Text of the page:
No two hikes are ever the same. I know because I’ve climbed the hills at my favorite canyon dozens of times, yet each and every trip is different. One morning I might see a hawk swooping down to snatch a squirrel, while on the next day only mockingbirds appear. I might hear snippets of juicy gossip from hikers passing by, or nothing but blissful silence. Even the path is constantly changing with not-so-pleasant surprises like loose stones and potholes that challenge my balance.
Recently, I set my sights on finishing the three-mile loop at Fryman Canyon in record time. Yes, that competitive drive from my former athletic days has never disappeared, but on that particular morning, it was more of a nagging feeling pushing against me. “Hurry,” the voice inside my head scolded, “Stop splurging on fun when there’s work to get done!” That all important to-do list was fighting for attention. Isn’t exercise important too? I silently railed. Nevertheless, the tick-tock of my inner clock kept pushing me to accelerate my pace. Heeding the call to be more productive, I marched past everyone I could – moms pushing strollers, men talking business, girlfriends exchanging gossip. Imaginary crowds cheered me on, as sweat poured down my back. Did I mention that it was ninety degrees that day? Or that the first half of the trail is: STRAIGHT UPHILL!
By the time I reached the halfway point and rounded the curve to start my descent, I was gasping for air. Dehydrated and thirsty, I couldn’t chug water fast enough. My feet stumbled over bits of dust as my heartbeat throbbed in my ears. A fun escape suddenly had turned into a grueling workout. When I lifted my gaze, I felt like one of those actors in a western who sees a shimmering oasis ahead, but wonders if the desert sun has made her delirious. Not ten feet away, tucked beneath the branches of a small tree, was the most welcoming bench I had ever seen!
Made of concrete and wood, it was solid and sturdy. Surely, I had passed it numerous times before, yet I had never really seen it. “Rest,” it seemed to say. “Take a break, enjoy the view.”
So I did. The valley, hundreds of feet below, was still drenched in lushness from the spring rains. I closed my eyes and took a deep breath, inhaling the fragrance of lavender and catching the familiar buzz of a hummingbird nearby. The sudden rush of a cool breeze against my hot skin made me smile. When I finally opened my eyes, I saw a world draped in glittering sunshine. Every tree, every blade of grass, and every particle of dust shimmered with energy. Dazzled by the light show, I forgot all about my very important to-do list. In fact, time itself vanished. There was no past to ruminating over. No present to stress about. No future to plan for. There was only air, space, and the rich hues of green hills, blue skies, and yellow wildflowers dancing around me.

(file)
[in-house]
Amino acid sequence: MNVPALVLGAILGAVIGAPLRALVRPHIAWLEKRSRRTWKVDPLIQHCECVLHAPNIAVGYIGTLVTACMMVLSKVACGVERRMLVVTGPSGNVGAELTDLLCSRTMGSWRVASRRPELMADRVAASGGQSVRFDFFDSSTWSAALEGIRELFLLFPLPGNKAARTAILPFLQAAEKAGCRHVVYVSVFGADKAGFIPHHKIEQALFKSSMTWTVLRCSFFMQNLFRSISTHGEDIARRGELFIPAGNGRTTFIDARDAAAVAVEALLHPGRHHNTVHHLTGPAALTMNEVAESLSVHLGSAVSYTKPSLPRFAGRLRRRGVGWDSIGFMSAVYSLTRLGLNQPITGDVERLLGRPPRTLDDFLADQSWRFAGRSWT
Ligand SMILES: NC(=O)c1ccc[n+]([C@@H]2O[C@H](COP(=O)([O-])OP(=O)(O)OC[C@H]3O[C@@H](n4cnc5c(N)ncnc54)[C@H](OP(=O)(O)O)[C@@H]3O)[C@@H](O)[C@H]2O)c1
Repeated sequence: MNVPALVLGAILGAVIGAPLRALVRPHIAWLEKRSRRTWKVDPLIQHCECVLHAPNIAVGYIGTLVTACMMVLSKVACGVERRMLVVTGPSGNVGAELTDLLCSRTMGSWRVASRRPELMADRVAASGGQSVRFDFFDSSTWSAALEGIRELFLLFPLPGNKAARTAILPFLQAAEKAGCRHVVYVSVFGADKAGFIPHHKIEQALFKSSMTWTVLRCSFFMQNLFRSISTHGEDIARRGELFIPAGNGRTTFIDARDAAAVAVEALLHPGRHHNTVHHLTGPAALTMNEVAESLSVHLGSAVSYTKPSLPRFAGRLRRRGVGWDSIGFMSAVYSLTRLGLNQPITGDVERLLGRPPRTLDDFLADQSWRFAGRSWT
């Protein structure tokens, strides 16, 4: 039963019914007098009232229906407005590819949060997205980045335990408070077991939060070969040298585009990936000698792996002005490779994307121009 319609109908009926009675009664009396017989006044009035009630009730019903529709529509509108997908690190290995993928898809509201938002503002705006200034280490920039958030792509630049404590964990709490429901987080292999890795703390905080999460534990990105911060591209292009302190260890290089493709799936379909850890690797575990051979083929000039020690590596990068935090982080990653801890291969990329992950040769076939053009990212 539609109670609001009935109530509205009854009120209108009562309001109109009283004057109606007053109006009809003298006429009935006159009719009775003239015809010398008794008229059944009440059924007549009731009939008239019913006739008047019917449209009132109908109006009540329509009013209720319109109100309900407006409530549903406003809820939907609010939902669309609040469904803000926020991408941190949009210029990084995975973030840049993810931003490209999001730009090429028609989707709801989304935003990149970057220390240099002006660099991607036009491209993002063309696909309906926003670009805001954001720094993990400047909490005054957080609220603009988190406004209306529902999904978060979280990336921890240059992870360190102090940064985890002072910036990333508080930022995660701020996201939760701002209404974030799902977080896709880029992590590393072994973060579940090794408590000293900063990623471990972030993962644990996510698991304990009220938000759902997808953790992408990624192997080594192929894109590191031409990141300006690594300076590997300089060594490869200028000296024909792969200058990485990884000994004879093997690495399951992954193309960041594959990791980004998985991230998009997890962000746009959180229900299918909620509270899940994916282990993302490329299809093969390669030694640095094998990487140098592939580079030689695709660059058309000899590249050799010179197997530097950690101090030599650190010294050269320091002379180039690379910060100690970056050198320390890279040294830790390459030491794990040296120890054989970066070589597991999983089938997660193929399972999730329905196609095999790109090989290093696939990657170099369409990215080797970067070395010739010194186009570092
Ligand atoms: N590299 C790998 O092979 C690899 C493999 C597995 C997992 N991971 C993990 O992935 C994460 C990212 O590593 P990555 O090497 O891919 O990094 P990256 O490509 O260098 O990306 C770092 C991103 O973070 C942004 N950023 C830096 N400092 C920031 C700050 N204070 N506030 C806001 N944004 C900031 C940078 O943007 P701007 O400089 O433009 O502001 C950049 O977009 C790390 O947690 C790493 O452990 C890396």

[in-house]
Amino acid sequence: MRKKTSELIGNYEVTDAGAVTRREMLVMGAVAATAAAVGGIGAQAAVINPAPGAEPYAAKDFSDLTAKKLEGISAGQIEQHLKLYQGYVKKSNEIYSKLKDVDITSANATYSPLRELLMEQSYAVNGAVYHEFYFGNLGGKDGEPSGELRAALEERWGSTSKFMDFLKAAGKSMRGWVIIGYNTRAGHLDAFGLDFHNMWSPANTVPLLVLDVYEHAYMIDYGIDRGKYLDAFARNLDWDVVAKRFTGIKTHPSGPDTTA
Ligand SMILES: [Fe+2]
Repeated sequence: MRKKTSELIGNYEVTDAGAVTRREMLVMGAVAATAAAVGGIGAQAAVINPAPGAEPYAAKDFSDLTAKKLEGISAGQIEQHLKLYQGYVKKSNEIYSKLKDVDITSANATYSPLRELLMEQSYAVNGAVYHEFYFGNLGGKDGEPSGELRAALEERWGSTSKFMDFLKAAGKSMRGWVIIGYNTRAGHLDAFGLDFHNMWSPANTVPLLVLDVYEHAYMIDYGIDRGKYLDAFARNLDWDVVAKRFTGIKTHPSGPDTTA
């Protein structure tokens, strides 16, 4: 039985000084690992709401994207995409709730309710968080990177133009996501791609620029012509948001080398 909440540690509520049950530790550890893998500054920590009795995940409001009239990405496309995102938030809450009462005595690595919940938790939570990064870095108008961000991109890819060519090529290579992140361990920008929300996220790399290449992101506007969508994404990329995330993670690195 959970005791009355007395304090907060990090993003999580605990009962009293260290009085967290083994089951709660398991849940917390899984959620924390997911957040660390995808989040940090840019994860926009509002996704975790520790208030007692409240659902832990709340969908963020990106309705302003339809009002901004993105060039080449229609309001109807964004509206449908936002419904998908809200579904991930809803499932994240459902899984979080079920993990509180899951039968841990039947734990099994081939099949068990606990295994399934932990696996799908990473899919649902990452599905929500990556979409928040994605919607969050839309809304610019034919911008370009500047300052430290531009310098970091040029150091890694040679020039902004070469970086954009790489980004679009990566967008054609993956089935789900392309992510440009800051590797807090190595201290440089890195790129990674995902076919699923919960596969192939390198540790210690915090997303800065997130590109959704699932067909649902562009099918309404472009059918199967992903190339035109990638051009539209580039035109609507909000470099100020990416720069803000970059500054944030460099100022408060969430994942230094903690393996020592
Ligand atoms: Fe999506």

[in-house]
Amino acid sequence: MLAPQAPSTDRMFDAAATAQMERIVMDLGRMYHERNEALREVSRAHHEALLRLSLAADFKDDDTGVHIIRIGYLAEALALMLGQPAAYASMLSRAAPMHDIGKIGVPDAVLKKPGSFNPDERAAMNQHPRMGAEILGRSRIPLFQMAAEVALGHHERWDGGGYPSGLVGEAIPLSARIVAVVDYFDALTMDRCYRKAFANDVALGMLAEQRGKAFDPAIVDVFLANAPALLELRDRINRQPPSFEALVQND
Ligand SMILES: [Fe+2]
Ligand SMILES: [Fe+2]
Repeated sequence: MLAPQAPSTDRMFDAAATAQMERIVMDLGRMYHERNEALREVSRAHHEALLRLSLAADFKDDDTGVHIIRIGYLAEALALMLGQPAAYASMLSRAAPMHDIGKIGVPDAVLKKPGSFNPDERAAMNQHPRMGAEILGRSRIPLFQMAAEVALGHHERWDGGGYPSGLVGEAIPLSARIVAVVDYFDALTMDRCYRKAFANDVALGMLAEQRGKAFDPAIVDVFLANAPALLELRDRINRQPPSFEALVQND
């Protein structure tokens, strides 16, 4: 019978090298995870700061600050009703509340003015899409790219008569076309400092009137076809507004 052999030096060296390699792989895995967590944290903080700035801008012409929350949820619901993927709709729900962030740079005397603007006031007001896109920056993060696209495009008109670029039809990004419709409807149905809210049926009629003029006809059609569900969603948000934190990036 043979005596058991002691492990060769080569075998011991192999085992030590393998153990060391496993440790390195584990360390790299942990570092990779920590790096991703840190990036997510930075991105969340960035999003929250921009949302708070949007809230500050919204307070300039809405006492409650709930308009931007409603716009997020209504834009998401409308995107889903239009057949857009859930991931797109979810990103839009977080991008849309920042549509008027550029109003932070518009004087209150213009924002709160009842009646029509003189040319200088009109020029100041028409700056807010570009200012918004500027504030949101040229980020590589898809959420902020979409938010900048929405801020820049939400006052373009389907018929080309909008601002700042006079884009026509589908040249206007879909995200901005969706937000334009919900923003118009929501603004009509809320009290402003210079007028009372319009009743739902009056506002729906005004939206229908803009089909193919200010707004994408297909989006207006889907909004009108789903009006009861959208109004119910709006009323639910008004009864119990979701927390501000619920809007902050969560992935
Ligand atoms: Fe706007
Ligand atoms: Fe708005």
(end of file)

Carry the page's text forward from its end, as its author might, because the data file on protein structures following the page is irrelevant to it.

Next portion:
As though waking from a dream, I slowly became aware of other hikers passing by … of dogs barking … of those all-important tasks that needed to be done. But I chose to linger a few seconds longer, taking in one last glance at the expansiveness around me. Thank-you, I whispered to the universe. The whole encounter hadn’t lasted more than five minutes – nothing more than a pause in my routine – but it was enough to shift my attitude. Beauty. Rest. Awareness. Three powerful forces that converged in the breath of a moment managed to shift the energy and attitude of my day.
When I stood up and walked away, I felt different. My legs were stronger … my mind calmer … my heart lighter. In a word, I was refreshed. According to Webster, I had received an influx of fresh mental strength or energy. And it happened because I gave myself permission to hit the pause button, which allowed me to get lost in the timelessness of the moment. From that dreamlike state, I awoke with renewed energy and perspective.
So the next time you feel yourself getting entangled in the rush to accomplish more or to finish a long list of chores, give yourself permission to pause. And when a resting spot appears on your path, grab it! Maybe you’ll get lost in the flutter of butterfly wings or the melody of a powerful song. Maybe you’ll drift away while staring at the stars or inhaling the scent of the forest. The “where” or “how” doesn’t really matter. It’s the “letting go” that will revive you.